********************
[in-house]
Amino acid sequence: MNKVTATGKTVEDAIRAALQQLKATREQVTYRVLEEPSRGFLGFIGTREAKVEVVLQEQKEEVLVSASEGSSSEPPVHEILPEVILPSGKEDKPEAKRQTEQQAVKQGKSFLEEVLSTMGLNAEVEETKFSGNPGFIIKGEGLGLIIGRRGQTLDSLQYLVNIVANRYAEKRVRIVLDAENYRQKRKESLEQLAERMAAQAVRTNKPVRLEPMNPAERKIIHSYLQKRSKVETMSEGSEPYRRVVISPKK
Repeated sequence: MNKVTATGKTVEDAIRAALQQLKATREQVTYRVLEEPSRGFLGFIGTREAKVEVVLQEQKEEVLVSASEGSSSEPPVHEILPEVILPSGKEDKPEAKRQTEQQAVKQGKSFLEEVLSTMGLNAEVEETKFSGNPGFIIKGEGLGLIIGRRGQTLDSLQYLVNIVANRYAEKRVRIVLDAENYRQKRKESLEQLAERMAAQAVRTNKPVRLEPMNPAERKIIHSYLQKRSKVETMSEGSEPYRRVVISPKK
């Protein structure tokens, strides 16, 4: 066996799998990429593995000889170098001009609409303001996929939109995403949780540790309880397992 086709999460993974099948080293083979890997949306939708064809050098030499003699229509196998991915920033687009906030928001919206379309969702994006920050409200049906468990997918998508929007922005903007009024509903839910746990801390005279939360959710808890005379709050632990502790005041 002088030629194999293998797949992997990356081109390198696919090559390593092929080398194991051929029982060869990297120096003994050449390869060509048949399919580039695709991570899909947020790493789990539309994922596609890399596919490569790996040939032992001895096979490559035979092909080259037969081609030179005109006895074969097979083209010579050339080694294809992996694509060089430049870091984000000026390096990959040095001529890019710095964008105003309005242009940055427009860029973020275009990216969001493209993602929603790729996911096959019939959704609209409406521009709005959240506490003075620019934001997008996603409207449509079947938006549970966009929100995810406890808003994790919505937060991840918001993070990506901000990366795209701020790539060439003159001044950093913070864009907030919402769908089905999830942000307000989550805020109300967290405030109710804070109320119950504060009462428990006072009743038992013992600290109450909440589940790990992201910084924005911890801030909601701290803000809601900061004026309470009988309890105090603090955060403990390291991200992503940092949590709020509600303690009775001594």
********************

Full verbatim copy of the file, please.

[in-house]
Amino acid sequence: MNKVTATGKTVEDAIRAALQQLKATREQVTYRVLEEPSRGFLGFIGTREAKVEVVLQEQKEEVLVSASEGSSSEPPVHEILPEVILPSGKEDKPEAKRQTEQQAVKQGKSFLEEVLSTMGLNAEVEETKFSGNPGFIIKGEGLGLIIGRRGQTLDSLQYLVNIVANRYAEKRVRIVLDAENYRQKRKESLEQLAERMAAQAVRTNKPVRLEPMNPAERKIIHSYLQKRSKVETMSEGSEPYRRVVISPKK
Repeated sequence: MNKVTATGKTVEDAIRAALQQLKATREQVTYRVLEEPSRGFLGFIGTREAKVEVVLQEQKEEVLVSASEGSSSEPPVHEILPEVILPSGKEDKPEAKRQTEQQAVKQGKSFLEEVLSTMGLNAEVEETKFSGNPGFIIKGEGLGLIIGRRGQTLDSLQYLVNIVANRYAEKRVRIVLDAENYRQKRKESLEQLAERMAAQAVRTNKPVRLEPMNPAERKIIHSYLQKRSKVETMSEGSEPYRRVVISPKK
């Protein structure tokens, strides 16, 4: 066996799998990429593995000889170098001009609409303001996929939109995403949780540790309880397992 086709999460993974099948080293083979890997949306939708064809050098030499003699229509196998991915920033687009906030928001919206379309969702994006920050409200049906468990997918998508929007922005903007009024509903839910746990801390005279939360959710808890005379709050632990502790005041 002088030629194999293998797949992997990356081109390198696919090559390593092929080398194991051929029982060869990297120096003994050449390869060509048949399919580039695709991570899909947020790493789990539309994922596609890399596919490569790996040939032992001895096979490559035979092909080259037969081609030179005109006895074969097979083209010579050339080694294809992996694509060089430049870091984000000026390096990959040095001529890019710095964008105003309005242009940055427009860029973020275009990216969001493209993602929603790729996911096959019939959704609209409406521009709005959240506490003075620019934001997008996603409207449509079947938006549970966009929100995810406890808003994790919505937060991840918001993070990506901000990366795209701020790539060439003159001044950093913070864009907030919402769908089905999830942000307000989550805020109300967290405030109710804070109320119950504060009462428990006072009743038992013992600290109450909440589940790990992201910084924005911890801030909601701290803000809601900061004026309470009988309890105090603090955060403990390291991200992503940092949590709020509600303690009775001594």